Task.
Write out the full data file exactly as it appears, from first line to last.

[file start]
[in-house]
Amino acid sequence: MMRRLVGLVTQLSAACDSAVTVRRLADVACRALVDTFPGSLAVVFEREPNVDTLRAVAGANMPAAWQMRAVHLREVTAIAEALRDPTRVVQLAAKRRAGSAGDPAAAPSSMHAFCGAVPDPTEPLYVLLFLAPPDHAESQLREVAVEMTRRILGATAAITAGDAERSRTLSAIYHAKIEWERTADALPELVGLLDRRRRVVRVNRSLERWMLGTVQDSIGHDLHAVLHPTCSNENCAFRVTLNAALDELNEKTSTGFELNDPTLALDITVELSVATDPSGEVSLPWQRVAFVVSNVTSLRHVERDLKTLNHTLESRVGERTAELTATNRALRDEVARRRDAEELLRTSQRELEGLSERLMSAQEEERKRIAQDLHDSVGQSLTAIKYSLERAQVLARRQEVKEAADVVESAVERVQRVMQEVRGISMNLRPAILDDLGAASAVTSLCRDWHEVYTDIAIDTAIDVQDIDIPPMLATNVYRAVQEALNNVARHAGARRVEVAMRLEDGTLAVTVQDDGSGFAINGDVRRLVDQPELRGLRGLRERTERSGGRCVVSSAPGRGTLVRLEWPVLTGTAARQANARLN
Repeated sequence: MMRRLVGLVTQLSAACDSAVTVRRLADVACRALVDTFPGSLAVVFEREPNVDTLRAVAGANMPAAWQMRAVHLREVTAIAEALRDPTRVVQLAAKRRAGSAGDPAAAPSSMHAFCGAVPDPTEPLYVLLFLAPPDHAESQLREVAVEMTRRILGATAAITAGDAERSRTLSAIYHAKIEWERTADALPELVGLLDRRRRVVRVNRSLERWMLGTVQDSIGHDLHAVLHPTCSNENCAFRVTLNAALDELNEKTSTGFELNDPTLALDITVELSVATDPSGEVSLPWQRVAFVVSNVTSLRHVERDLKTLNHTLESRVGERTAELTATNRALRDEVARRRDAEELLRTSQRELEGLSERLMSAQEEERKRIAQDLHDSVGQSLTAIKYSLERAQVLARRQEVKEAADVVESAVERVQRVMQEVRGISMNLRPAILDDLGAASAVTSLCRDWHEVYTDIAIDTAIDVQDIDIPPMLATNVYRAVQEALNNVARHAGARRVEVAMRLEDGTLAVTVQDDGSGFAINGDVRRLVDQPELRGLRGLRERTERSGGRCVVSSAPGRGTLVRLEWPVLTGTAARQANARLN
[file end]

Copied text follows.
[in-house]
Amino acid sequence: MMRRLVGLVTQLSAACDSAVTVRRLADVACRALVDTFPGSLAVVFEREPNVDTLRAVAGANMPAAWQMRAVHLREVTAIAEALRDPTRVVQLAAKRRAGSAGDPAAAPSSMHAFCGAVPDPTEPLYVLLFLAPPDHAESQLREVAVEMTRRILGATAAITAGDAERSRTLSAIYHAKIEWERTADALPELVGLLDRRRRVVRVNRSLERWMLGTVQDSIGHDLHAVLHPTCSNENCAFRVTLNAALDELNEKTSTGFELNDPTLALDITVELSVATDPSGEVSLPWQRVAFVVSNVTSLRHVERDLKTLNHTLESRVGERTAELTATNRALRDEVARRRDAEELLRTSQRELEGLSERLMSAQEEERKRIAQDLHDSVGQSLTAIKYSLERAQVLARRQEVKEAADVVESAVERVQRVMQEVRGISMNLRPAILDDLGAASAVTSLCRDWHEVYTDIAIDTAIDVQDIDIPPMLATNVYRAVQEALNNVARHAGARRVEVAMRLEDGTLAVTVQDDGSGFAINGDVRRLVDQPELRGLRGLRERTERSGGRCVVSSAPGRGTLVRLEWPVLTGTAARQANARLN
Repeated sequence: MMRRLVGLVTQLSAACDSAVTVRRLADVACRALVDTFPGSLAVVFEREPNVDTLRAVAGANMPAAWQMRAVHLREVTAIAEALRDPTRVVQLAAKRRAGSAGDPAAAPSSMHAFCGAVPDPTEPLYVLLFLAPPDHAESQLREVAVEMTRRILGATAAITAGDAERSRTLSAIYHAKIEWERTADALPELVGLLDRRRRVVRVNRSLERWMLGTVQDSIGHDLHAVLHPTCSNENCAFRVTLNAALDELNEKTSTGFELNDPTLALDITVELSVATDPSGEVSLPWQRVAFVVSNVTSLRHVERDLKTLNHTLESRVGERTAELTATNRALRDEVARRRDAEELLRTSQRELEGLSERLMSAQEEERKRIAQDLHDSVGQSLTAIKYSLERAQVLARRQEVKEAADVVESAVERVQRVMQEVRGISMNLRPAILDDLGAASAVTSLCRDWHEVYTDIAIDTAIDVQDIDIPPMLATNVYRAVQEALNNVARHAGARRVEVAMRLEDGTLAVTVQDDGSGFAINGDVRRLVDQPELRGLRGLRERTERSGGRCVVSSAPGRGTLVRLEWPVLTGTAARQANARLN